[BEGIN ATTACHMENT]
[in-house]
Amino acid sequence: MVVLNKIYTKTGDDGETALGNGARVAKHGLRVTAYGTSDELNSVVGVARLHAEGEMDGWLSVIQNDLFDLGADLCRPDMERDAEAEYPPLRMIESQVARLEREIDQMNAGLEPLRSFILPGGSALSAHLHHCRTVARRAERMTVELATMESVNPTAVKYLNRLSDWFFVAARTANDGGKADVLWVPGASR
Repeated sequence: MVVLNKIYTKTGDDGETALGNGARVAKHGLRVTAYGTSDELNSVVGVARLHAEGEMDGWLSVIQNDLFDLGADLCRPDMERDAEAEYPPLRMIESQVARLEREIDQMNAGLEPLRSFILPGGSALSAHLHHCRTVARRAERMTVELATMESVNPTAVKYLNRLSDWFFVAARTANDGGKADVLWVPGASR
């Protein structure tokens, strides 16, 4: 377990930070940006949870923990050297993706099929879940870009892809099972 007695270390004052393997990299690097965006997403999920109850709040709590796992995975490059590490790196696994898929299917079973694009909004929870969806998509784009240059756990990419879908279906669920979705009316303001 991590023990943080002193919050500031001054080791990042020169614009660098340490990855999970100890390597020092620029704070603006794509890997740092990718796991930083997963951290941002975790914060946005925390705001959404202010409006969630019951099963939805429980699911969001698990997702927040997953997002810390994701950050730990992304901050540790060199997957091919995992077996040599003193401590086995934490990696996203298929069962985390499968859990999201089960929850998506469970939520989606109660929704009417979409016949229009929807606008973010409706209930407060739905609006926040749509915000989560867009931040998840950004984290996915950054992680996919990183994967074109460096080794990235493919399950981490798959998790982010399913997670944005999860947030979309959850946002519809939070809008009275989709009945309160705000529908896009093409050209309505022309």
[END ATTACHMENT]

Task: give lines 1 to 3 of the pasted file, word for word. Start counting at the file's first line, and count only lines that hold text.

[in-house]
Amino acid sequence: MVVLNKIYTKTGDDGETALGNGARVAKHGLRVTAYGTSDELNSVVGVARLHAEGEMDGWLSVIQNDLFDLGADLCRPDMERDAEAEYPPLRMIESQVARLEREIDQMNAGLEPLRSFILPGGSALSAHLHHCRTVARRAERMTVELATMESVNPTAVKYLNRLSDWFFVAARTANDGGKADVLWVPGASR
Repeated sequence: MVVLNKIYTKTGDDGETALGNGARVAKHGLRVTAYGTSDELNSVVGVARLHAEGEMDGWLSVIQNDLFDLGADLCRPDMERDAEAEYPPLRMIESQVARLEREIDQMNAGLEPLRSFILPGGSALSAHLHHCRTVARRAERMTVELATMESVNPTAVKYLNRLSDWFFVAARTANDGGKADVLWVPGASR